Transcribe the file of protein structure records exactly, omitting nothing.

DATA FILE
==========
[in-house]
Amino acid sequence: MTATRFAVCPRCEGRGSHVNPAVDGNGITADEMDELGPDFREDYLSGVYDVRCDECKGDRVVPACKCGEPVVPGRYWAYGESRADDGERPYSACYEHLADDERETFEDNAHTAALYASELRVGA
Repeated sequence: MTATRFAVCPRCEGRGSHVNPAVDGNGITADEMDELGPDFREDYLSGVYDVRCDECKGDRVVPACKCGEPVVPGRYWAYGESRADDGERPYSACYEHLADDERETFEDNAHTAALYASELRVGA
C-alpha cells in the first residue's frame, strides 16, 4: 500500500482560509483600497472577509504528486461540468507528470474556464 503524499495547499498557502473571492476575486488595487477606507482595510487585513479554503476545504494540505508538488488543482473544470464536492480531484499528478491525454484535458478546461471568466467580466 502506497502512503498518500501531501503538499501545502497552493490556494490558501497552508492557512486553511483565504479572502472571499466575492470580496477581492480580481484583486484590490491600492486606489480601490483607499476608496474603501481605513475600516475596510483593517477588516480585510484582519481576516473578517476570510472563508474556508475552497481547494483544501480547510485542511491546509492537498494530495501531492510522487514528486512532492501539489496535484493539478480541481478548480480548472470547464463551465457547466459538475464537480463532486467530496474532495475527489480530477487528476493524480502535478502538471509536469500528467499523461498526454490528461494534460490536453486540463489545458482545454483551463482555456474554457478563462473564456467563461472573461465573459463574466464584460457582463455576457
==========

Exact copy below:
[in-house]
Amino acid sequence: MTATRFAVCPRCEGRGSHVNPAVDGNGITADEMDELGPDFREDYLSGVYDVRCDECKGDRVVPACKCGEPVVPGRYWAYGESRADDGERPYSACYEHLADDERETFEDNAHTAALYASELRVGA
Repeated sequence: MTATRFAVCPRCEGRGSHVNPAVDGNGITADEMDELGPDFREDYLSGVYDVRCDECKGDRVVPACKCGEPVVPGRYWAYGESRADDGERPYSACYEHLADDERETFEDNAHTAALYASELRVGA
C-alpha cells in the first residue's frame, strides 16, 4: 500500500482560509483600497472577509504528486461540468507528470474556464 503524499495547499498557502473571492476575486488595487477606507482595510487585513479554503476545504494540505508538488488543482473544470464536492480531484499528478491525454484535458478546461471568466467580466 502506497502512503498518500501531501503538499501545502497552493490556494490558501497552508492557512486553511483565504479572502472571499466575492470580496477581492480580481484583486484590490491600492486606489480601490483607499476608496474603501481605513475600516475596510483593517477588516480585510484582519481576516473578517476570510472563508474556508475552497481547494483544501480547510485542511491546509492537498494530495501531492510522487514528486512532492501539489496535484493539478480541481478548480480548472470547464463551465457547466459538475464537480463532486467530496474532495475527489480530477487528476493524480502535478502538471509536469500528467499523461498526454490528461494534460490536453486540463489545458482545454483551463482555456474554457478563462473564456467563461472573461465573459463574466464584460457582463455576457